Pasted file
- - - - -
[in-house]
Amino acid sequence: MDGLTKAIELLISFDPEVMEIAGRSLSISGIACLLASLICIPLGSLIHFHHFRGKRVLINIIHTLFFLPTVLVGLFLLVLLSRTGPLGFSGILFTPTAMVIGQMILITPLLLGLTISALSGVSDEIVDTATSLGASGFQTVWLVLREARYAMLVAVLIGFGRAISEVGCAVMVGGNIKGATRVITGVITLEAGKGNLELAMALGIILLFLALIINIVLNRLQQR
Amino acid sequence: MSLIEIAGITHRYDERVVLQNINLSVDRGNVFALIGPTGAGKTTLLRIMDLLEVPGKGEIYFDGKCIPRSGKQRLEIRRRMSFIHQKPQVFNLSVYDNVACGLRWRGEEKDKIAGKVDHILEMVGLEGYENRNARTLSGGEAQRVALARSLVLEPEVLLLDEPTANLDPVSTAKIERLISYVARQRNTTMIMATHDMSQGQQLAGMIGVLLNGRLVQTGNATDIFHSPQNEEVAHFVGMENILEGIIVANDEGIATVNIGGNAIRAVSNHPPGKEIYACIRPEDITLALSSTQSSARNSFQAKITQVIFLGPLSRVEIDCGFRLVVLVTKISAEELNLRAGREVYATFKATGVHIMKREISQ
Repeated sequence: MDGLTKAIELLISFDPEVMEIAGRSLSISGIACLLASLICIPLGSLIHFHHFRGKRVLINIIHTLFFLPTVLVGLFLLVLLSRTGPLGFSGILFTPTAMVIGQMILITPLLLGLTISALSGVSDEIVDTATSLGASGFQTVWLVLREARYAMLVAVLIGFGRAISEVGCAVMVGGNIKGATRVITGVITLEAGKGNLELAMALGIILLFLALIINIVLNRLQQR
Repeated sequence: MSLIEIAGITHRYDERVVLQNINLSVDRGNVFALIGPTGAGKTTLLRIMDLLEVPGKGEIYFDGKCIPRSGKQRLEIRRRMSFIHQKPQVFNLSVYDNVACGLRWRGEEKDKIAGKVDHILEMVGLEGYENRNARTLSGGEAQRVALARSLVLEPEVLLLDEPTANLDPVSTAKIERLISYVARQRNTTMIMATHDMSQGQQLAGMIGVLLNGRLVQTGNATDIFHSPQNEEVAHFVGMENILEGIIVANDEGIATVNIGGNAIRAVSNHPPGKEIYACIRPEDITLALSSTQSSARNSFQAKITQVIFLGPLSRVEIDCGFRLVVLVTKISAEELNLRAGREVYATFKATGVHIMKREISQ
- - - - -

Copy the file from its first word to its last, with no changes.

[in-house]
Amino acid sequence: MDGLTKAIELLISFDPEVMEIAGRSLSISGIACLLASLICIPLGSLIHFHHFRGKRVLINIIHTLFFLPTVLVGLFLLVLLSRTGPLGFSGILFTPTAMVIGQMILITPLLLGLTISALSGVSDEIVDTATSLGASGFQTVWLVLREARYAMLVAVLIGFGRAISEVGCAVMVGGNIKGATRVITGVITLEAGKGNLELAMALGIILLFLALIINIVLNRLQQR
Amino acid sequence: MSLIEIAGITHRYDERVVLQNINLSVDRGNVFALIGPTGAGKTTLLRIMDLLEVPGKGEIYFDGKCIPRSGKQRLEIRRRMSFIHQKPQVFNLSVYDNVACGLRWRGEEKDKIAGKVDHILEMVGLEGYENRNARTLSGGEAQRVALARSLVLEPEVLLLDEPTANLDPVSTAKIERLISYVARQRNTTMIMATHDMSQGQQLAGMIGVLLNGRLVQTGNATDIFHSPQNEEVAHFVGMENILEGIIVANDEGIATVNIGGNAIRAVSNHPPGKEIYACIRPEDITLALSSTQSSARNSFQAKITQVIFLGPLSRVEIDCGFRLVVLVTKISAEELNLRAGREVYATFKATGVHIMKREISQ
Repeated sequence: MDGLTKAIELLISFDPEVMEIAGRSLSISGIACLLASLICIPLGSLIHFHHFRGKRVLINIIHTLFFLPTVLVGLFLLVLLSRTGPLGFSGILFTPTAMVIGQMILITPLLLGLTISALSGVSDEIVDTATSLGASGFQTVWLVLREARYAMLVAVLIGFGRAISEVGCAVMVGGNIKGATRVITGVITLEAGKGNLELAMALGIILLFLALIINIVLNRLQQR
Repeated sequence: MSLIEIAGITHRYDERVVLQNINLSVDRGNVFALIGPTGAGKTTLLRIMDLLEVPGKGEIYFDGKCIPRSGKQRLEIRRRMSFIHQKPQVFNLSVYDNVACGLRWRGEEKDKIAGKVDHILEMVGLEGYENRNARTLSGGEAQRVALARSLVLEPEVLLLDEPTANLDPVSTAKIERLISYVARQRNTTMIMATHDMSQGQQLAGMIGVLLNGRLVQTGNATDIFHSPQNEEVAHFVGMENILEGIIVANDEGIATVNIGGNAIRAVSNHPPGKEIYACIRPEDITLALSSTQSSARNSFQAKITQVIFLGPLSRVEIDCGFRLVVLVTKISAEELNLRAGREVYATFKATGVHIMKREISQ